More than 100 penguins from Edinburgh Zoo are going on holiday while maintenance work is carried out on their enclosure.
Two-thirds of the penguin colony, including six king and 50 gentoo penguins, are temporarily moving to zoos in Belfast, Gloucestershire and Odense in Denmark while a leak in the outdoor pool at their Scottish residence is repaired.
Another 50 of the gentoos are leaving the colony as part of their normal breeding cycle. The rockhopper penguins will remain at Edinburgh Zoo but move to the sea duck enclosure.
Hugh Roberts, chief executive of the Royal Zoological Society of Scotland (RZSS), the charity which owns and manages Edinburgh Zoo, said: "Our popular outdoor penguin enclosure has been an iconic aspect of Edinburgh Zoo for many years.
"The existing pool has served our large colony of kings, gentoos and rockhoppers extremely well for 20 years and, to ensure it continues to do so in the future, we need to carry out maintenance work.
"On a more humorous note, it is only fair, after the interest our giant pandas have received recently, that we lavish some attention on our penguins, as they are synonymous with Edinburgh Zoo and one of our most popular attractions."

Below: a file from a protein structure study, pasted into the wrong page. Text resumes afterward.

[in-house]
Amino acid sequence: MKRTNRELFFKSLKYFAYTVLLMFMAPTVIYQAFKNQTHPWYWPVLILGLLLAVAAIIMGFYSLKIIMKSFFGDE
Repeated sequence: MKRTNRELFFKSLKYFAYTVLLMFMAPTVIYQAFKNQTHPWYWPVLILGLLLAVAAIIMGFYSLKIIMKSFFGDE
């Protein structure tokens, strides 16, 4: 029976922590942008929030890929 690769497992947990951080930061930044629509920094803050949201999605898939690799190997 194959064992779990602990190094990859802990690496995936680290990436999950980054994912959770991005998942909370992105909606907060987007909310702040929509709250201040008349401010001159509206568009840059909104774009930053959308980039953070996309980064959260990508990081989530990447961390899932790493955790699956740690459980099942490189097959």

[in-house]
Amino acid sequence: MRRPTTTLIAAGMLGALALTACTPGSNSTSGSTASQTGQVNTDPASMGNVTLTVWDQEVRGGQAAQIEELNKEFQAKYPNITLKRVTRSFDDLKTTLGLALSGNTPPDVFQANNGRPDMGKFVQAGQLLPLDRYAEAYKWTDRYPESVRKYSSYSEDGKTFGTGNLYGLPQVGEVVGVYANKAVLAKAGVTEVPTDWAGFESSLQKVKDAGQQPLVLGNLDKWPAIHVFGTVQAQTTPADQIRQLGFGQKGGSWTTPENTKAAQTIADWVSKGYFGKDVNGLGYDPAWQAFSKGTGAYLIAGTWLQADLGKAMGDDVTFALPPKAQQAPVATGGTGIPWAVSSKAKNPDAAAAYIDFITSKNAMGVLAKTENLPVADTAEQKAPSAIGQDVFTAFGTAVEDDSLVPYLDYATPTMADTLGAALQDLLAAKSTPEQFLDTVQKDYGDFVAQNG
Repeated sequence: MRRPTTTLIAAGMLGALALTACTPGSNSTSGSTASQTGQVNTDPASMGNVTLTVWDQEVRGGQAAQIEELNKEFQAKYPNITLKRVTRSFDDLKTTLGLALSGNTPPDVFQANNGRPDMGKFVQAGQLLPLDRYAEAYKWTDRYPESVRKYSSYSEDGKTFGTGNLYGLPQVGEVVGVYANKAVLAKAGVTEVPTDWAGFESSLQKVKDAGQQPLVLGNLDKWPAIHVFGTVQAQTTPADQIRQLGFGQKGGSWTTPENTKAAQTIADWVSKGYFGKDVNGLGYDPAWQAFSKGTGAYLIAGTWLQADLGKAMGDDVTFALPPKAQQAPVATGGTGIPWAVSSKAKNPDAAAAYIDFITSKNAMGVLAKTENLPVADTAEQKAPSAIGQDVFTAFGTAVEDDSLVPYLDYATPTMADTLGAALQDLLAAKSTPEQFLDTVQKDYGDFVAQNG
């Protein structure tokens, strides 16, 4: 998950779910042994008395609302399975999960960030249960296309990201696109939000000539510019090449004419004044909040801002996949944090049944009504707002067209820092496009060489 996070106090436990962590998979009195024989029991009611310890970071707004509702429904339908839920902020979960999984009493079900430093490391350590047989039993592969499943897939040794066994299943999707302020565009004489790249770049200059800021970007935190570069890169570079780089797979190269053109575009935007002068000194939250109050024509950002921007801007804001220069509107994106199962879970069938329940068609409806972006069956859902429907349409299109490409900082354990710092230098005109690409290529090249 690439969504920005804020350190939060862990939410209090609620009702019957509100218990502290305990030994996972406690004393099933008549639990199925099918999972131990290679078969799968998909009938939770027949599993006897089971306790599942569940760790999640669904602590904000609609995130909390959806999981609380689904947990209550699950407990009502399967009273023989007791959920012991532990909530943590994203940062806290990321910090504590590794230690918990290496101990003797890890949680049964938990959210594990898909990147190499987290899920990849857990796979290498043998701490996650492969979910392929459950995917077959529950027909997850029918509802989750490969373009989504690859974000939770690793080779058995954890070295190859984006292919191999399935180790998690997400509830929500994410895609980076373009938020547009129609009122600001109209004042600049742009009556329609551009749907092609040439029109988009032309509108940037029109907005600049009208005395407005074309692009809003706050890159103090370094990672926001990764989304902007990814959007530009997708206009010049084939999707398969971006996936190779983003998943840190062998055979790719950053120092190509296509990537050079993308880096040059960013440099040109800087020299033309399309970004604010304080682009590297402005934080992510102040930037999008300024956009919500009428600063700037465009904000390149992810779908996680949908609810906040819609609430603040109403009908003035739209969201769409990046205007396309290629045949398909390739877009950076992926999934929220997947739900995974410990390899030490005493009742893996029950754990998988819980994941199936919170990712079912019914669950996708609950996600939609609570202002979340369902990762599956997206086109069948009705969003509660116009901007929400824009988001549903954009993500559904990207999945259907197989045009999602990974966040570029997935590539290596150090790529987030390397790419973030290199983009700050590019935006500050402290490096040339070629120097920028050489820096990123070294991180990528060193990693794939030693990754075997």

Mr Roberts said water leaking out of the pool every day is proving costly, so it will be drained naturally over five weeks, allowing cracks to be identified. Work on draining the pool will begin on Friday and is expected to be completed by summer.
Bird team leader Colin Oulton said the daily penguin parade around the outside of the enclosure will be cancelled while the birds are away.
The rockhopper penguins did not seem to be impressed with the popularity of the zoo's newest and biggest attraction, the giant pandas. Queues of people waiting to see Tian Tian and Yang Guang were hit by penguin droppings.
The zoo said the penguins, whose enclosure borders the pandas' home, could be suffering from "monochrome jealousy". A glass panel was later installed to protect visitors from the droppings.